Lawmakers Introduce Legislation to Study Effects of the Fentanyl Crisis on Taxpayers

On August 18th, Congressmen Russell Fry (SC) and Ruben Gallego (AZ) introduced the Fentanyl Crisis Research and Evaluation Act. This bill would require that the Comptroller General of the United States study the effects of the fentanyl crisis on the labor market, industry sectors, federal tax revenue, federal benefits programs, federal health programs, housing instability, and state finances; provide recommendations on how the federal government can support states; and submit a report of their findings to Congress. In a press release, Congressman Gallego said, “By reporting on the impacts of the fentanyl crisis on the labor market, health programs, housing, and more, the Fentanyl Crisis Research and Evaluation Act will give Congress the information we need to mitigate the burden on states and the American people.”

Articles & Resources

Congressman Russell Fry – Congressman Fry and Congressman Gallego Introduce Bipartisan Legislation to Study the Effects of the Fentanyl Crisis on Taxpayers in America

HHS-OIG Audit Suggests Medicare Made Overpayments to Opioid Treatment Programs

On August 17th, the Health and Human Services Office of the Inspector General (HHS-OIG) published findings suggesting that Medicare may have made $17.8 million in overpayments to opioid treatment programs. HHS-OIG audited 2.1 million Medicare Part B claims for opioid use disorder (OUD) treatment services from January 1, 2020, through September 30, 2021, and analyzed the claims data for opioid treatment programs billing patterns for OUD treatment services. Auditors found that Medicare may have overpaid $10.4 million for claims for weekly bundle payments that may have already been covered by a previous payment for the same enrollee; $5.1 million for take-home medication supplies that would have been covered by other payments or by payments made to cover a weekly bundle that included medication; $1.3 million for OUD treatment services provided without an OUD diagnosis; and $1 million for intake activities that occurred 14 or more times for the same enrollee during Medicare’s audit period. The auditors suggest that the overpayments may have occurred because Centers for Medicaid and Medicare Services did not instruct Medicare Administrative Contractors to implement payment system changes that would have prevented opioid treatment programs from being paid for services covered by other payments for the same enrollee. OIG offered CMS six recommendations focused on implementing compliance measures and limiting overpayments, and CMS agreed with four of the recommendations and provided planned actions.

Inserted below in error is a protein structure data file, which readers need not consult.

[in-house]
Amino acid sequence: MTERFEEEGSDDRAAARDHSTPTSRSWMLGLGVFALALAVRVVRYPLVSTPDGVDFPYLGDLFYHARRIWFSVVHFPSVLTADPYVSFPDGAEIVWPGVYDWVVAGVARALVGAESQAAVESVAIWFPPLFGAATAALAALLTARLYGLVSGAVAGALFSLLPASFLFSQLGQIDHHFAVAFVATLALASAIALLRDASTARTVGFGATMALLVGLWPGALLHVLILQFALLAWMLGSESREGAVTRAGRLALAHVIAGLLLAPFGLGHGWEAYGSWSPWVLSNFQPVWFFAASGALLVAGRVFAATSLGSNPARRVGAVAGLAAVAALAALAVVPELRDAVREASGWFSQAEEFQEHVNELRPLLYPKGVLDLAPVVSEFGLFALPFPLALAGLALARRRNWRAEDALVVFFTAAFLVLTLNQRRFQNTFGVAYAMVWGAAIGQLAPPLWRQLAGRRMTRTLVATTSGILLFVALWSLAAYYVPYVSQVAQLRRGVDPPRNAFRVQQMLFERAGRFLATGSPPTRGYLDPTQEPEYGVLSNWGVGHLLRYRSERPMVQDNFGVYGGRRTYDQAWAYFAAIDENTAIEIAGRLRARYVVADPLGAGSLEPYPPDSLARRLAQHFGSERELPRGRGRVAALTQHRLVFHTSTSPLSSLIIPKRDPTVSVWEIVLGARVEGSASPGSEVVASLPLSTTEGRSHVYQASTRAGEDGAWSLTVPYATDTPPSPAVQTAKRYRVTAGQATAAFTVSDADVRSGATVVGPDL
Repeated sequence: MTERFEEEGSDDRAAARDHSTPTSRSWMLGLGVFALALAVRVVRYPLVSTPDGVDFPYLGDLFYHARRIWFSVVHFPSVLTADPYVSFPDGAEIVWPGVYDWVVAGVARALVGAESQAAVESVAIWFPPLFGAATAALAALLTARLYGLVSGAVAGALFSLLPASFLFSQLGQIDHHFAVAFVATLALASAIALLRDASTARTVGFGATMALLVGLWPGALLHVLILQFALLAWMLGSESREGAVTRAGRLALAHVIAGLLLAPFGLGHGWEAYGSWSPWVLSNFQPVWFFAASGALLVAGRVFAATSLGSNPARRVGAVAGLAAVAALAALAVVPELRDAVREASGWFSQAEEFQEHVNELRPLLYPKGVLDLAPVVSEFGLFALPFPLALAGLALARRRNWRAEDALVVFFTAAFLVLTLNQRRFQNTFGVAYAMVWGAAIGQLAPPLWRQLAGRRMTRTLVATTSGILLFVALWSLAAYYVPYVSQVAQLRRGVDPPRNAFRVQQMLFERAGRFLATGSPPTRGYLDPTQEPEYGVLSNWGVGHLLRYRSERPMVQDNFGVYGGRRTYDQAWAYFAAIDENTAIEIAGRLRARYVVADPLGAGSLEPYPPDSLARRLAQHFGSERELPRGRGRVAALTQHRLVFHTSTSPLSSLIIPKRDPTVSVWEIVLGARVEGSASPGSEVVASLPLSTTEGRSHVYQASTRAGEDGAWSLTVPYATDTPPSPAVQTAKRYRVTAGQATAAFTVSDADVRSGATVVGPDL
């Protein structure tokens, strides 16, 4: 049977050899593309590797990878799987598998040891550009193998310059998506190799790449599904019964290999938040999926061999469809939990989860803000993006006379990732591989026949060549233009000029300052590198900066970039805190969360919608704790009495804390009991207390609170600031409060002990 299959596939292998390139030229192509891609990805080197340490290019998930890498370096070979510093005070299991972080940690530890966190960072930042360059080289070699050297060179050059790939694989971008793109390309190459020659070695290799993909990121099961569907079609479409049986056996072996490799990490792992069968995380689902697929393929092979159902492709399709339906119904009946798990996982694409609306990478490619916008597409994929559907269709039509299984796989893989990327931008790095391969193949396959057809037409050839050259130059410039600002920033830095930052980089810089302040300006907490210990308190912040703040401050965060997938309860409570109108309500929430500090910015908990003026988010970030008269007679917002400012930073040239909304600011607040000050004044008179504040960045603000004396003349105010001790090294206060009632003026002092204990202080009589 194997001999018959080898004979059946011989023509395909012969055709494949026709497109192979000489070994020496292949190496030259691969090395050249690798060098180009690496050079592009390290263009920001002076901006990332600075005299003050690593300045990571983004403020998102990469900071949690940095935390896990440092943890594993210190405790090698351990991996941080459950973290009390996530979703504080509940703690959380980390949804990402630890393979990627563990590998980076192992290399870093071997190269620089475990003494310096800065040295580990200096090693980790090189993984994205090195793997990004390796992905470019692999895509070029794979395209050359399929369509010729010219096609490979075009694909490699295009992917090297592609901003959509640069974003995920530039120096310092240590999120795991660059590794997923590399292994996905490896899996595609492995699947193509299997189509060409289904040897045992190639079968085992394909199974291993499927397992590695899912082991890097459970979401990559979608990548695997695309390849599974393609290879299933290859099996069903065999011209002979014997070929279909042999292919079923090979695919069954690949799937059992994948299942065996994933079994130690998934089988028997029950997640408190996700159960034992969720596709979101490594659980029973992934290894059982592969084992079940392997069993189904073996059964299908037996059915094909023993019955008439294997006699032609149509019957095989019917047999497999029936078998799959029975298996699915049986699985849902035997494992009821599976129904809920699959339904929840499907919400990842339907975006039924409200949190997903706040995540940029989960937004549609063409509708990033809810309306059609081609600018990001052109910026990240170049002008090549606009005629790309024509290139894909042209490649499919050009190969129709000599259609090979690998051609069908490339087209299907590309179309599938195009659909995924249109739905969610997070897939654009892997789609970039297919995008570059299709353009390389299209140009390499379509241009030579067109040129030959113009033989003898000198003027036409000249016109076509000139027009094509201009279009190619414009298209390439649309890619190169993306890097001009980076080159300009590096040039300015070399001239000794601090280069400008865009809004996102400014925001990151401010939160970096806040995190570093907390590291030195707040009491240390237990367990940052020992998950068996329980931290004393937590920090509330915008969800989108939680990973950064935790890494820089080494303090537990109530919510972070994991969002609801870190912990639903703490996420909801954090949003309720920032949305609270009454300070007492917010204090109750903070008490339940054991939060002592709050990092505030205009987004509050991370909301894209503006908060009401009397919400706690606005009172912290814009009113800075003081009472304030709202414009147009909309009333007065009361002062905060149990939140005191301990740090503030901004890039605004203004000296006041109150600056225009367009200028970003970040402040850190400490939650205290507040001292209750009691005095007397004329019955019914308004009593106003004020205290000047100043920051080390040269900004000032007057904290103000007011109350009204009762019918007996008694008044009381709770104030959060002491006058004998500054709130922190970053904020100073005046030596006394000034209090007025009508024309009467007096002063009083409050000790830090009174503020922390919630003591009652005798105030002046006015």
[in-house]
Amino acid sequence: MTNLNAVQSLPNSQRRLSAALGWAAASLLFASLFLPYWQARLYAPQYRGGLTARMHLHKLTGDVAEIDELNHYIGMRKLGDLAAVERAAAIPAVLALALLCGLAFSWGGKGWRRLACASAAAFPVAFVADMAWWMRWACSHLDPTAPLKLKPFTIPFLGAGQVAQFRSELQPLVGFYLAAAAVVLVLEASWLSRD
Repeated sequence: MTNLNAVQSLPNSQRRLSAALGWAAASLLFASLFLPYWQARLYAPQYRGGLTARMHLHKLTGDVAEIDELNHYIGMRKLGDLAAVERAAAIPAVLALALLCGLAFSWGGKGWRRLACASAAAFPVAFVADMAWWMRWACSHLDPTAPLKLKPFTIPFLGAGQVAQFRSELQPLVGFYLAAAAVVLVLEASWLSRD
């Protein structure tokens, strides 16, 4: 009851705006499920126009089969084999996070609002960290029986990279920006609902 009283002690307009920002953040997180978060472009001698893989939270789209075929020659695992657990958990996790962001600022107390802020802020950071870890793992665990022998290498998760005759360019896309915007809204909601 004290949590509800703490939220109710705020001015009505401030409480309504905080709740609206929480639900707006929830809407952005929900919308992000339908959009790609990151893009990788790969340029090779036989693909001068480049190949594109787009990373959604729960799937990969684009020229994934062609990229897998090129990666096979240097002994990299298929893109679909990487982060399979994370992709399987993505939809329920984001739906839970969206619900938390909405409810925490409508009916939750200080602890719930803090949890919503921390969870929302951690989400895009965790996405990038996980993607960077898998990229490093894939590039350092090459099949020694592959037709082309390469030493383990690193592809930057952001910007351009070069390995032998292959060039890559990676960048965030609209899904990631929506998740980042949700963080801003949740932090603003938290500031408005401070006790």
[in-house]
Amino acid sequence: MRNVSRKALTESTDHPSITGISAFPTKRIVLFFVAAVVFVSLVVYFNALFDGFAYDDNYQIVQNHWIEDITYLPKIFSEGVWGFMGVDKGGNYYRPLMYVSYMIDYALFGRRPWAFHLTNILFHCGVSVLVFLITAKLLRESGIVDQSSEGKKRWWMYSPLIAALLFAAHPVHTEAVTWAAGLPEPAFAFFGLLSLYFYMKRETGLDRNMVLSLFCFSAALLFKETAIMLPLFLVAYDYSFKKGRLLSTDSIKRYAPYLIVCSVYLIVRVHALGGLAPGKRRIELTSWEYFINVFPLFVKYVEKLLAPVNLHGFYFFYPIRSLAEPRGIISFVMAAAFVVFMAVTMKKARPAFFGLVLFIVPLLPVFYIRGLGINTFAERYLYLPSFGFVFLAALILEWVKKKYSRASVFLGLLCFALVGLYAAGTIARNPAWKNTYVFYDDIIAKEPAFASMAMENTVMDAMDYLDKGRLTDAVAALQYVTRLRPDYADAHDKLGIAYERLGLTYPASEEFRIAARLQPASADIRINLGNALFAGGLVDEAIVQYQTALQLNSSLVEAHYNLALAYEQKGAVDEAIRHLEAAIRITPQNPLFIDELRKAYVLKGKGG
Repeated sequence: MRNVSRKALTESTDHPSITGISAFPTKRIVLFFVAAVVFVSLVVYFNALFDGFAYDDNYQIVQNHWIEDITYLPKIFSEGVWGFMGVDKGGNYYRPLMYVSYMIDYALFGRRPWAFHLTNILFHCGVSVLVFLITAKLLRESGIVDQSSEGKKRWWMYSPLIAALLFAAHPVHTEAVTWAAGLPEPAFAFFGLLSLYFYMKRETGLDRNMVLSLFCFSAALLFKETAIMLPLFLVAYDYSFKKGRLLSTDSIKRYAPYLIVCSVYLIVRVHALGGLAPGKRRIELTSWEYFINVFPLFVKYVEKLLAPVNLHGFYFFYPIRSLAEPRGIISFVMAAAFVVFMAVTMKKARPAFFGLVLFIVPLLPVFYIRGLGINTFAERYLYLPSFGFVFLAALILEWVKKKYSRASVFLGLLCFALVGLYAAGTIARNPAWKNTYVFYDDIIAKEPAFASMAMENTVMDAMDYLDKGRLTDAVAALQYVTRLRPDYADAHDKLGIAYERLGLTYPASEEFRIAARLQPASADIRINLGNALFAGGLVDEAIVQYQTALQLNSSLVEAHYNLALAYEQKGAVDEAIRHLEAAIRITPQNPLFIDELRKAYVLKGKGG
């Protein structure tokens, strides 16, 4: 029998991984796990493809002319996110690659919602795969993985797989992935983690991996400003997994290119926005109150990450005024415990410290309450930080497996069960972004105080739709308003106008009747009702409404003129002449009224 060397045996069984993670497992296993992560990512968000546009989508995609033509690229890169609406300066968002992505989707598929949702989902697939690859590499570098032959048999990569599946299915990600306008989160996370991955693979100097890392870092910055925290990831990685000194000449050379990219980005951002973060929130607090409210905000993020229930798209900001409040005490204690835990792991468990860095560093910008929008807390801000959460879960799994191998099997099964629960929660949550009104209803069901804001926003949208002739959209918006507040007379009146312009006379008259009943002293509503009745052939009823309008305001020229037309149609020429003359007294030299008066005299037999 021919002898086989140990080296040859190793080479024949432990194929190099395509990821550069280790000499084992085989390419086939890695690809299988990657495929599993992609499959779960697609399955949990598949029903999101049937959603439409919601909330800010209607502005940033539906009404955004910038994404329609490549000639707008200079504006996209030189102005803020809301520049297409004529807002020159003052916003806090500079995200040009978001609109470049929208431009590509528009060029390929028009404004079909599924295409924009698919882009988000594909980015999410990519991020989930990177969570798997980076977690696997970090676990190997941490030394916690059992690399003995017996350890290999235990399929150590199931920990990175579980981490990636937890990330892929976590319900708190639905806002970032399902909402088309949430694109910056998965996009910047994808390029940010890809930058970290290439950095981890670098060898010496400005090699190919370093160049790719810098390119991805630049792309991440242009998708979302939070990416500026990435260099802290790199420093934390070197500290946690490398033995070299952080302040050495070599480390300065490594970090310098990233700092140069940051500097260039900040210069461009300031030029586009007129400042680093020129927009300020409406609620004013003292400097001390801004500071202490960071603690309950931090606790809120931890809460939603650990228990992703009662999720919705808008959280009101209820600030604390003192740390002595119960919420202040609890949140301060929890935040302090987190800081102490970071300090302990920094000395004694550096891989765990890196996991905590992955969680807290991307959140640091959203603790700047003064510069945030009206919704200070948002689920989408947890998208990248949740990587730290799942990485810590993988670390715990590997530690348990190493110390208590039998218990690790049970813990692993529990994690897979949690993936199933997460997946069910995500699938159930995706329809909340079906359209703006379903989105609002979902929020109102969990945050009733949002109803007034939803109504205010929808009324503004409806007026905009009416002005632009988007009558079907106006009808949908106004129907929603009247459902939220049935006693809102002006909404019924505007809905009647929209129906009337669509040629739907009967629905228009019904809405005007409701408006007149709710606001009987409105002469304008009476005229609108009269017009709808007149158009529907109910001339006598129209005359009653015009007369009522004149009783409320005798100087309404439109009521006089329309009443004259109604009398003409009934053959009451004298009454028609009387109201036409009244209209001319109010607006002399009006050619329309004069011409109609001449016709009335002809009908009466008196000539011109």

Articles & Resources

HHS-OIG—Medicare Made $17.8 Million in Potentially Improper Payments for Opioid-Use-Disorder Treatment Services Furnished by Opioid Treatment Programs.

What We Read Last Week

Several articles were published last week pertaining to the opioid epidemic, covering a variety of different components of the topic. Links to relevant articles are provided below.

AMA – DEA opioid training requirements and the MATE Act explained with Sanjay Desai, MD

Anesthesia & Analgesia – At the Front Line of Opioid Use Disorder

EurekAlert! – Overlooked part of brain could play critical role in addiction recovery

Forbes – The High Cost of Addiction Will Rise Unless Leaders Step In

Fox News – Airline passenger who helped save man from fentanyl overdose calls for planes to be equipped with Narcan

NIDA – Marijuana and hallucinogen use, binge drinking reached historic highs among adults 35 to 50

Psychiatric Times – Study Shows That Anti-Fentanyl Antibody Reverses Signs of Carfentanil Overdose

Time – The Face of Rural Addiction Is Not What You Think

This Week’s Calendar

  • International Overdose Awareness Day
    Thursday, August 31; Event Notice

Questions about the above content can be directed to [email protected].